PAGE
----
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The Role of Exporting and Trade for Entry over the Business Cycle

  • Horag Choi

    (University of Auckland)

  • George Alessandria

    (Federal Reserve Bank of Philadelphia)

This paper studies the role of international trade and the export participation decisions of establishments for the entry of establishments over the business cycle in a general equilibrium model. The model captures two key features of establishment and exporter dynamics: i) new establishments start small and grow over time and ii) exporters tend to be bigger and more productive than non-exporters. When the cost of creating establishments fluctuates with aggregate productivity, we find the model can generate procyclical fluctuations in the stock of domestic establishments and importers similar to the data. The model also generates fluctuations in the stock of importers, exporters, and domestic establishments of similar magnitude to those in the data. Without international trade, both intratemporal and intertemporal, entry is countercyclical and too smooth compared to the data. With an entry margin, we also find that output is hump-shaped following a productivity shock since investments in creating establishments and exporters generate an incentive to delay accumulating physical capital.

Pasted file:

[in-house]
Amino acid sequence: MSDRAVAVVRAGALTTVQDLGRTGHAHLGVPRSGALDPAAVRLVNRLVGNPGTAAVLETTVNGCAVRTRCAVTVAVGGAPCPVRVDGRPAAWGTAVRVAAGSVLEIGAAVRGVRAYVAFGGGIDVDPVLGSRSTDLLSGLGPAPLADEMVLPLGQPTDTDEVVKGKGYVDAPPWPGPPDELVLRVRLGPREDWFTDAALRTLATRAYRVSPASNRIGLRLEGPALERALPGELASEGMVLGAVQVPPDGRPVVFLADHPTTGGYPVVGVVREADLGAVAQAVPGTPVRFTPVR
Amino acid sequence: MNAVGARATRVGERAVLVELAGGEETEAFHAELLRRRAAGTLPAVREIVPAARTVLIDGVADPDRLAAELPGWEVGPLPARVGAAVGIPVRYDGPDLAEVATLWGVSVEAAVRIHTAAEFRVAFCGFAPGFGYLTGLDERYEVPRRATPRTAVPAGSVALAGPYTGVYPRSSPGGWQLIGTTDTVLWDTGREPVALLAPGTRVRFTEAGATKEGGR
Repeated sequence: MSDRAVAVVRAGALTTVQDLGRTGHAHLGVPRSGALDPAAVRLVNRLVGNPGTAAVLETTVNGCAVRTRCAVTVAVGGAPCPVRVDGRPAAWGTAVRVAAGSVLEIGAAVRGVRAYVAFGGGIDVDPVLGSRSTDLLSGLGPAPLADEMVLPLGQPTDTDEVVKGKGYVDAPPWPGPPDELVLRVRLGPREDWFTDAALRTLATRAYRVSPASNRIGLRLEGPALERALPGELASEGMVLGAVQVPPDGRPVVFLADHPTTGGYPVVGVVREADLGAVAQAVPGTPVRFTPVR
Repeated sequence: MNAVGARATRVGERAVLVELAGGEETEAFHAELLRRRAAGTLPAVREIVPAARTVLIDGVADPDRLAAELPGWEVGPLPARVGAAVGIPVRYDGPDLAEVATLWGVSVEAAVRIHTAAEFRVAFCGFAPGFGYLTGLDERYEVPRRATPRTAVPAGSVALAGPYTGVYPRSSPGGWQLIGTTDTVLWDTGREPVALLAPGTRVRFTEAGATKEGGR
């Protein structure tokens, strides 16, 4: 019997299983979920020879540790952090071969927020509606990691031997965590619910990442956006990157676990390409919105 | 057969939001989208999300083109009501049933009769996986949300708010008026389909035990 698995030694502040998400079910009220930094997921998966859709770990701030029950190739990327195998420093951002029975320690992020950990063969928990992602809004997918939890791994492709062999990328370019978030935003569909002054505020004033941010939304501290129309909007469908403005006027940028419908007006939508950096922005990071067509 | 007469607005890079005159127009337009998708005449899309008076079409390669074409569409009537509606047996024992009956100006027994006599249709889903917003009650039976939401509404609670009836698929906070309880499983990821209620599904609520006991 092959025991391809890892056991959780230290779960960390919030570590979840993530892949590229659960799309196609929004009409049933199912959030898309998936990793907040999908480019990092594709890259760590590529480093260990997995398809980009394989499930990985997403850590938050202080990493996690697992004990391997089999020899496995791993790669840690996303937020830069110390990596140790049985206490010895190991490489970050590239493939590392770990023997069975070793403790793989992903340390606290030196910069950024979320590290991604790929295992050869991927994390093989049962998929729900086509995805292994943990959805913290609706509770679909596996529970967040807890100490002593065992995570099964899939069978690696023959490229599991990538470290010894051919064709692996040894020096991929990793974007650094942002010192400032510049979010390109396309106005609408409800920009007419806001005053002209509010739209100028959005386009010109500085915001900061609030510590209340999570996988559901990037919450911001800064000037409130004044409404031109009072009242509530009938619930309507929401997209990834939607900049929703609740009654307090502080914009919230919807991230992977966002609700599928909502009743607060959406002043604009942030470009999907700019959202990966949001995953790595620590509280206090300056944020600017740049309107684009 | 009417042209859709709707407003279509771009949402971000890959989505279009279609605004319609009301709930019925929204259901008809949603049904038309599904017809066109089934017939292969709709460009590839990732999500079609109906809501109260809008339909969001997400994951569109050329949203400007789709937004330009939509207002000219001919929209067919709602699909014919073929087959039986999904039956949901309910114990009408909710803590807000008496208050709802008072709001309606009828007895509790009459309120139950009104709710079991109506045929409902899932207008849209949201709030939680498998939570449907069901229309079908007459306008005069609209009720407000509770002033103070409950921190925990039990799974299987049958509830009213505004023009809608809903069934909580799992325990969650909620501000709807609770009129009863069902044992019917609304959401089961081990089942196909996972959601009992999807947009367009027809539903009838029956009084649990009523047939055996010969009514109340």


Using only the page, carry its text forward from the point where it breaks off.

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Paper provided by Society for Economic Dynamics in its series 2009 Meeting Papers with number 355.

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Date of creation: 2009
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Handle: RePEc:red:sed009:355
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